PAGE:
What prompted this post? I am the Mayor of my local Publix on Foursquare. Last night was my 30th check-in. 30th. Yes, 30 of them. But have I heard from them? No. In fact, it is so silent, you can hear the crickets chirping.
If you had a customer walk in the doors of your joint 30 times, wouldn’t you want to at least acknowledge them? [Answer: you better.] Hell, at this point, I’d love a message from the Publix manager saying, well, how about “thanks for your business – we appreciate you!”
I am spending time exploring Foursquare. I see value in it for my clients. And that’s largely why I spend time on the app, so that I can learn how to execute a geolocation strategy on their behalf.
For those still unsure about the personal value of this technology? Here is Todd’s preliminary list:
1. You can see what others have said about a place you are about to check-in to. Is the restaurant good? Is the service good? What should you buy? What should you avoid? What staffer should you ask for?
2. And obviously, more and more places are offering discounts and specials for their foursquared fans…
3. If you are lost in the middle of nowhere, or a visitor to a new town, you can initiate the check-in process on your smart phone, and see what’s nearby (then use #1 above and see what the locals are saying about it).
4. For me, the most important use of Foursquare is that it serves as an easy conversation starter. For instance, I also checked-in last night at the non-profit where I serve on the Board of Directors. Now, if someone wants to do business with me, they would go a long way towards establishing trust with me if they inquired and asked about my non-profit.
5. And lastly? I will admit, I like knowing what the people in my network are doing. It helps me keep a pulse on what’s happening in my community. And I like knowing what my friends are doing, and what they are interested in.
I say this is my preliminary list. Because I am sure I will uncover others.
But let’s get back to my local Publix. It boggles my mind that they wouldn’t acknowledge someone who has checked-in 30 times. And, honestly, I am not looking for some special or discount [hint: wine specials please!]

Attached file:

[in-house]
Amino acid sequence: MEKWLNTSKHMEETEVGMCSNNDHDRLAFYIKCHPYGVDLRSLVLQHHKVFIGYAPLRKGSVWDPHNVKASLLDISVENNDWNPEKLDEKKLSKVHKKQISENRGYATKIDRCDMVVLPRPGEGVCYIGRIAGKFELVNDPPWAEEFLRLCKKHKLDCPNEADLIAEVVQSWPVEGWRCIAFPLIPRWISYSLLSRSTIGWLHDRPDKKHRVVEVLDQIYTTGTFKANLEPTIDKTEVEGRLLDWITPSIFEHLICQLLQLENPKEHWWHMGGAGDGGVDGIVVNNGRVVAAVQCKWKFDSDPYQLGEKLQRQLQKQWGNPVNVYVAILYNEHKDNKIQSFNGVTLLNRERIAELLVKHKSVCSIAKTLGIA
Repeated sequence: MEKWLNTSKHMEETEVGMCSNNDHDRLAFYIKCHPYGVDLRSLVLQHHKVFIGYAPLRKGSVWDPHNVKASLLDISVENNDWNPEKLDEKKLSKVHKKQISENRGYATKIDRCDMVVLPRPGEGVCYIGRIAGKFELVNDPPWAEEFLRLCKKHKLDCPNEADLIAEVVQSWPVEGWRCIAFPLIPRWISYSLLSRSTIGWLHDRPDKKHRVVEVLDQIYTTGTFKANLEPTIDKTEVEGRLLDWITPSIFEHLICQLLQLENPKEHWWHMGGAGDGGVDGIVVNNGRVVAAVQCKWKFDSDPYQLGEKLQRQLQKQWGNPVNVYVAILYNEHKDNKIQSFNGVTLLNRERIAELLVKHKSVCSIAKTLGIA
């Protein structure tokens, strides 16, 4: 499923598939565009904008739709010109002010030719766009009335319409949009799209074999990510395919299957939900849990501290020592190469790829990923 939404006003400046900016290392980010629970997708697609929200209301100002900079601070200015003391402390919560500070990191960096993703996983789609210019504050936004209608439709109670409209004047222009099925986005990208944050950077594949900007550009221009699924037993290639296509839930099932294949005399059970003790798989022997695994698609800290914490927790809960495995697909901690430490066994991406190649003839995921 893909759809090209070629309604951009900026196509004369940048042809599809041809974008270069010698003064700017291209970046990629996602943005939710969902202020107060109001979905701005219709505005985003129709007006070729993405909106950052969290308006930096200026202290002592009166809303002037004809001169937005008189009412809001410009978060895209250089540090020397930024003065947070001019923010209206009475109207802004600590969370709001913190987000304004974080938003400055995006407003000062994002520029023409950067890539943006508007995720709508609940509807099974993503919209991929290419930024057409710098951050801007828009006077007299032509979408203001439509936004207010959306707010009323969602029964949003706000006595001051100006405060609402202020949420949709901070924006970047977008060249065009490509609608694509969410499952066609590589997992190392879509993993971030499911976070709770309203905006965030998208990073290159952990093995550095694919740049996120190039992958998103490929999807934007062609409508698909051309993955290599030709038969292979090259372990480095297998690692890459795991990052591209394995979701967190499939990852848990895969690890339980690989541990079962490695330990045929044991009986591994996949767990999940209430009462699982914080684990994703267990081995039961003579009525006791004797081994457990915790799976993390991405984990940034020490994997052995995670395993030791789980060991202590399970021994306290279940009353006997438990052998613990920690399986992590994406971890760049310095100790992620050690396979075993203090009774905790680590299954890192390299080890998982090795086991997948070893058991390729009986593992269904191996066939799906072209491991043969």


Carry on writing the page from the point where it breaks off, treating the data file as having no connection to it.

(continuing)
What I do think is important is some outreach –> “Thanks for your business! How can we serve you better? What are other ways to make this store more valuable to you? How can we win people over who are currently shopping at the Kroger across the street?”
That said, I do think rewarding loyal customers is important. Stripped down, Foursquare is a game. You compete for points, for badges, and for the title of Mayor. This spirit of competition could and should be fun. And memorable. And something to talk about…
And also, an important driver of business.
But you may ask, “well, since you have been there 30 times recently, do they really need to work to keep you coming back? You have already proven to be a good customer.” If I have to really answer that question…
“But there are only a million people on Foursquare…” Yes, and it is growing much faster than Twitter was at this stage of their development…so like Twitter, this geolocation concept is going to change the game.
“But not everyone has a smartphone…” Yeah, and nobody thought cars would sell, or motion pictures, or planes (who would want to fly across the country?), or televisions (and who on earth would ever have more than one television), or websites would be for everyone, or that email would be used as THE communication tool, and thank God I have all those long-playing records, cassettes, and compact discs in a box in my basement…
The point is, technology like geolocation is changing the game. Slowly perhaps, but surely. It is time to get in the game and figure out how to use it…
…or those crickets will be chirping permanently at your place of business.
What do you think? Agree? Disagree?
[cartoon by @gapingvoid]